European regions who see opportunities in bioeconomy now benefit from an online toolkit called BERST. This supports regional policy makers in identifying areas with development potential in their region and helps them get started. The toolkit is the product of an eponymous EU project organised by research institutions and regional organisations. Wageningen UR is leading the project, which will be completed at the end of November 2015.
According to scientist Myrna van Leeuwen from LEI Wageningen UR, the online BERST toolkit (BERST stands for BioEconomy Regional Strategy Toolkit) helps regions determine how they score on a number of specific factors related to the bioeconomy and see which opportunities are available: “The database allows regional policy makers to generate dynamic reports online with just a few clicks for approximately 200 other European regions, including their own if the data is available.
“The result is a brief description of strengths and weaknesses concerning the current status of the regional bioeconomy, and recommendations to make the most of them. This includes the availability of biomass, the quality of the infrastructure and the presence of companies that can play a role in the bioeconomy. In addition, the toolkit comprises an overview of instruments and measures which local authorities can consider deploying in order to give the regional bioeconomy a boost. An example is vouchers which companies use to invest in research and product development.”
“The aim of the toolkit is to stimulate the formation of new business clusters in regions and to jointly develop sustainable end products that are also affordable for consumers,” Van Leeuwen says. “The toolkit therefore also includes a catalogue of best practices. These are examples of biocluster initiatives which successfully combine factors such as innovative entrepreneurship, R&D and sustained access to funding sources.
“The Biobased Delta, which consists of the Dutch provinces of South Holland, Zeeland and western North Brabant, is a pioneering region which focuses on the intelligent use of its excellent infrastructure and the availability of sufficient biomass. The regional report indicates that another strong point of this region is cluster management. To get the bioeconomy off the ground, it is crucial to be versatile: partners have to be brought together and the right knowledge unlocked. But it is equally important to have good knowledge of markets and sectors. The bioenergy region of Central Finland also excels in this.”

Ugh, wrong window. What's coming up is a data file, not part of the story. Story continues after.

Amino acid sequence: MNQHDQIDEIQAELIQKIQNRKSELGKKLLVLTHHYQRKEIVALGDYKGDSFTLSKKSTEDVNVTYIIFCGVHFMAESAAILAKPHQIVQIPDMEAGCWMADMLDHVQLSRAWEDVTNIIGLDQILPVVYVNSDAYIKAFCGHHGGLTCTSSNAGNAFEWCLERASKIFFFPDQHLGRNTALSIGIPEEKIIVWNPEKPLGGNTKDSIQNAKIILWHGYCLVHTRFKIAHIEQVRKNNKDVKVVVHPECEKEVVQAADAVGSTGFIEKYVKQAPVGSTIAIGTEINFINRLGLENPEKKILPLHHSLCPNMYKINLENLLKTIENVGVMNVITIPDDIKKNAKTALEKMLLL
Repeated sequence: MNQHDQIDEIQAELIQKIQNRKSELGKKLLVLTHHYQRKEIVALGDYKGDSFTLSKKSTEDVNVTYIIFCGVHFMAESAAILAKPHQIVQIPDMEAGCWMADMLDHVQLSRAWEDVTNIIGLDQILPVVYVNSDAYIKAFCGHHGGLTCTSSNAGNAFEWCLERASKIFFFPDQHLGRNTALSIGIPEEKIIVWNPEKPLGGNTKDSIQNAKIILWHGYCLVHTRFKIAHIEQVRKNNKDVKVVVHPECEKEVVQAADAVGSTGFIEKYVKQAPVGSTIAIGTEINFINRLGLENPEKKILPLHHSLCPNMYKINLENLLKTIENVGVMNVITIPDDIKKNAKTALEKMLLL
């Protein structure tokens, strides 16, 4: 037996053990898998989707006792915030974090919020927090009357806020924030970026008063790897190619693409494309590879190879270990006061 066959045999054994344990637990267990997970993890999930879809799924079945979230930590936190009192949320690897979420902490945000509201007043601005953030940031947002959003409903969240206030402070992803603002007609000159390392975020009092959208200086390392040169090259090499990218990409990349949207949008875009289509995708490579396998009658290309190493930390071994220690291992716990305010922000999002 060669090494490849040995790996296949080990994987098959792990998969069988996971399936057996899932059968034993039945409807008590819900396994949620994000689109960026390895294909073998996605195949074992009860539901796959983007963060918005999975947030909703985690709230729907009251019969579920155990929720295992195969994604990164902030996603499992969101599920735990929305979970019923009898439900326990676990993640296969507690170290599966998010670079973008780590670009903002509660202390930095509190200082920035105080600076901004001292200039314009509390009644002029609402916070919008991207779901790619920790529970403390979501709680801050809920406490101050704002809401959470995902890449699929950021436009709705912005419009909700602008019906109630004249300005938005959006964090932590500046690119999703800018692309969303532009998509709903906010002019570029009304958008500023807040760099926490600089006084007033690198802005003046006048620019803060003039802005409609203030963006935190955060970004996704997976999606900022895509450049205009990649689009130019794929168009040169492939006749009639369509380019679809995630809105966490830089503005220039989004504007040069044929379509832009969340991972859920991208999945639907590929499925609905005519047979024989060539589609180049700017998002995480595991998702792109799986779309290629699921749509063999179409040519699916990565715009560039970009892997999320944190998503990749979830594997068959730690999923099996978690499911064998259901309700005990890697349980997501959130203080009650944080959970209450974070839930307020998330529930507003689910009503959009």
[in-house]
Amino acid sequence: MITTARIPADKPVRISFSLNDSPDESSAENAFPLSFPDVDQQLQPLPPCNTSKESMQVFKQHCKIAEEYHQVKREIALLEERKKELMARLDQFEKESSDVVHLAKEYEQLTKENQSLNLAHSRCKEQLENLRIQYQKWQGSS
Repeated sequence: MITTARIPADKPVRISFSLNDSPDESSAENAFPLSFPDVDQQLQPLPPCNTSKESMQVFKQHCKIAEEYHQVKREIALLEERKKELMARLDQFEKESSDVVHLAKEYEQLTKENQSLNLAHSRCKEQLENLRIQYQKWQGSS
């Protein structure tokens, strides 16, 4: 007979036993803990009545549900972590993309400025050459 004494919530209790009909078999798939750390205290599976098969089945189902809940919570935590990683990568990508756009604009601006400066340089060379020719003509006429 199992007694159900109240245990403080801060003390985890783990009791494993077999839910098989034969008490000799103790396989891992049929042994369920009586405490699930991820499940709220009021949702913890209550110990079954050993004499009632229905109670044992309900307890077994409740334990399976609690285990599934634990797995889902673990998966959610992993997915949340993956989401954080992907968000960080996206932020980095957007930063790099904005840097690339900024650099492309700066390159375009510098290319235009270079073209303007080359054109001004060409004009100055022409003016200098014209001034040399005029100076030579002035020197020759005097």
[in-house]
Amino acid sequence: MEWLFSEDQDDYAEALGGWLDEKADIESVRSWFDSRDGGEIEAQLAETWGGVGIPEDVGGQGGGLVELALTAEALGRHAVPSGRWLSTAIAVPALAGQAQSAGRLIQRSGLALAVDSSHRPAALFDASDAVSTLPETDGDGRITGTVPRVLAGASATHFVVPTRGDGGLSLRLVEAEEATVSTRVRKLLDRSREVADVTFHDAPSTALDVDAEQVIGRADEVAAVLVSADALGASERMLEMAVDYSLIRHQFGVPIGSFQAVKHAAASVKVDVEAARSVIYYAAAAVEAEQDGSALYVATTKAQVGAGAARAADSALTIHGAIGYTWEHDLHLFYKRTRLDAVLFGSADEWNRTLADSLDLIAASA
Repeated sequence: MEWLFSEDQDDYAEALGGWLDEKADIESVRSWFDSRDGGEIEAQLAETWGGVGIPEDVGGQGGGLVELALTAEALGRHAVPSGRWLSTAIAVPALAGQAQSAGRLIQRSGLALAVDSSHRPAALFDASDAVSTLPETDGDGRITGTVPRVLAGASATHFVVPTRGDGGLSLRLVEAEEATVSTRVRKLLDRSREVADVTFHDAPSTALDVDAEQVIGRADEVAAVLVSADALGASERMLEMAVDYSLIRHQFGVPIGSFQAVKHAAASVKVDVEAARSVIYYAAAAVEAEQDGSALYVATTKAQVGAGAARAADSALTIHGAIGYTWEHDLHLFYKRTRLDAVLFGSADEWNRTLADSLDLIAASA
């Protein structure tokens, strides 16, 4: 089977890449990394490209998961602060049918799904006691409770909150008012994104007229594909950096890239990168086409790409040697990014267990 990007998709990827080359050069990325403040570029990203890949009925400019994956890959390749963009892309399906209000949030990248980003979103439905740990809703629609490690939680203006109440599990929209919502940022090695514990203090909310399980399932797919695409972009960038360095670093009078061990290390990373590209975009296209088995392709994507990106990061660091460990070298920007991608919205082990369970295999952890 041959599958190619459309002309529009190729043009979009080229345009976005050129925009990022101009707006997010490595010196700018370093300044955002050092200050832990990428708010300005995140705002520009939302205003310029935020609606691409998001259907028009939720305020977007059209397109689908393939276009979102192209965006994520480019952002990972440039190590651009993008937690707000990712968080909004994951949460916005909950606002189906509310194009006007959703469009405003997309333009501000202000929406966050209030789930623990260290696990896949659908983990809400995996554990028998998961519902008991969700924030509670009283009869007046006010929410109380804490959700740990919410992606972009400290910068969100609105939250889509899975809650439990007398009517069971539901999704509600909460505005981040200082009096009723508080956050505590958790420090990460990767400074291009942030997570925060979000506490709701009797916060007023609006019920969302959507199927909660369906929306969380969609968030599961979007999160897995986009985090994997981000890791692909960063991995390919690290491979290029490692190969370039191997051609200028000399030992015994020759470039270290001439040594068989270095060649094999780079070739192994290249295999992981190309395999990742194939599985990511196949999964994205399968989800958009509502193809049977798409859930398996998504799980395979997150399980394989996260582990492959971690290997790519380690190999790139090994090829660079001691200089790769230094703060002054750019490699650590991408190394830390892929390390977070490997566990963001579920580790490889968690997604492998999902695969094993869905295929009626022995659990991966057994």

Inspiration from other regions
The purpose of the user toolkit is to inspire European regions other than the seven BERST pilot regions to explore and develop bioeconomy opportunities. This has already happened a few times, Van Leeuwen points out. “The province of South Holland has used benchmark data from the toolkit to create a smart strategy plan for the European Vanguard initiative. This focuses on new growth based on innovative entrepreneurship. And in Germany, the state of Bavaria has used information from the toolkit to carry out a SWOT analysis of the regional bio-economy.”
The BERST project will end in November 2015. The community of practice, a network of professionals who exchange knowledge and practical experience, will be permanently maintained. The participants in BERST are also looking into opportunities to improve or expand the components of the toolkit and/or integrate it into existing European regional platforms. The project also comes with recommendations to the European Commission on ways to better measure and monitor the progress of the bioeconomy. One of them concerns bridging gaps in data availability and consistency, which currently hinder objective comparisons between regions.